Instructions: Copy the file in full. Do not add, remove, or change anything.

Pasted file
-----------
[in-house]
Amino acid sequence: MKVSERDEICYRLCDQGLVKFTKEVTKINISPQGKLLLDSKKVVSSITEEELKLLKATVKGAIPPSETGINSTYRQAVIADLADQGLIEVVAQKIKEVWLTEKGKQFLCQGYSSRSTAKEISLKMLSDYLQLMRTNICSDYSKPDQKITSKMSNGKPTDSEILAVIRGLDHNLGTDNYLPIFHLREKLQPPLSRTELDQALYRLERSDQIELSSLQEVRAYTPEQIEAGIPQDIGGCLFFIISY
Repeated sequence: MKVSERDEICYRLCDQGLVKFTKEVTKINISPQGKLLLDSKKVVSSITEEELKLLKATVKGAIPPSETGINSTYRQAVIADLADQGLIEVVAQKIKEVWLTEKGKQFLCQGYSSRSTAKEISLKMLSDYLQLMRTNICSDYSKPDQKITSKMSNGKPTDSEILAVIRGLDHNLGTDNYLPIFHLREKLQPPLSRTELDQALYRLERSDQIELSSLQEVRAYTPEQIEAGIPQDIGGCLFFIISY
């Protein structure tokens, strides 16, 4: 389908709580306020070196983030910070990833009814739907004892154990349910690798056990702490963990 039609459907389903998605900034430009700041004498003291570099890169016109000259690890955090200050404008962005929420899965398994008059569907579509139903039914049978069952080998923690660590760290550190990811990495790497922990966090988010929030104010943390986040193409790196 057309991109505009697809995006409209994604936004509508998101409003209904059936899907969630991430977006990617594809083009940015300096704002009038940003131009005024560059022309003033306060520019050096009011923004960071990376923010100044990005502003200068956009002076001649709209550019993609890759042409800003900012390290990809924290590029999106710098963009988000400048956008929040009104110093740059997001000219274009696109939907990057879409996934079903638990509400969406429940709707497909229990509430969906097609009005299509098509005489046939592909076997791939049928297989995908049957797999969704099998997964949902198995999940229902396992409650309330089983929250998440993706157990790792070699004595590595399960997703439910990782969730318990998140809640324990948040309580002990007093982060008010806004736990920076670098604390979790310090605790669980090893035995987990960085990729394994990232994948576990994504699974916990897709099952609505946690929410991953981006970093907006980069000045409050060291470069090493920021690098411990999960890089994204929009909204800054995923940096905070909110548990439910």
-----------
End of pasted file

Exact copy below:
[in-house]
Amino acid sequence: MKVSERDEICYRLCDQGLVKFTKEVTKINISPQGKLLLDSKKVVSSITEEELKLLKATVKGAIPPSETGINSTYRQAVIADLADQGLIEVVAQKIKEVWLTEKGKQFLCQGYSSRSTAKEISLKMLSDYLQLMRTNICSDYSKPDQKITSKMSNGKPTDSEILAVIRGLDHNLGTDNYLPIFHLREKLQPPLSRTELDQALYRLERSDQIELSSLQEVRAYTPEQIEAGIPQDIGGCLFFIISY
Repeated sequence: MKVSERDEICYRLCDQGLVKFTKEVTKINISPQGKLLLDSKKVVSSITEEELKLLKATVKGAIPPSETGINSTYRQAVIADLADQGLIEVVAQKIKEVWLTEKGKQFLCQGYSSRSTAKEISLKMLSDYLQLMRTNICSDYSKPDQKITSKMSNGKPTDSEILAVIRGLDHNLGTDNYLPIFHLREKLQPPLSRTELDQALYRLERSDQIELSSLQEVRAYTPEQIEAGIPQDIGGCLFFIISY
């Protein structure tokens, strides 16, 4: 389908709580306020070196983030910070990833009814739907004892154990349910690798056990702490963990 039609459907389903998605900034430009700041004498003291570099890169016109000259690890955090200050404008962005929420899965398994008059569907579509139903039914049978069952080998923690660590760290550190990811990495790497922990966090988010929030104010943390986040193409790196 057309991109505009697809995006409209994604936004509508998101409003209904059936899907969630991430977006990617594809083009940015300096704002009038940003131009005024560059022309003033306060520019050096009011923004960071990376923010100044990005502003200068956009002076001649709209550019993609890759042409800003900012390290990809924290590029999106710098963009988000400048956008929040009104110093740059997001000219274009696109939907990057879409996934079903638990509400969406429940709707497909229990509430969906097609009005299509098509005489046939592909076997791939049928297989995908049957797999969704099998997964949902198995999940229902396992409650309330089983929250998440993706157990790792070699004595590595399960997703439910990782969730318990998140809640324990948040309580002990007093982060008010806004736990920076670098604390979790310090605790669980090893035995987990960085990729394994990232994948576990994504699974916990897709099952609505946690929410991953981006970093907006980069000045409050060291470069090493920021690098411990999960890089994204929009909204800054995923940096905070909110548990439910």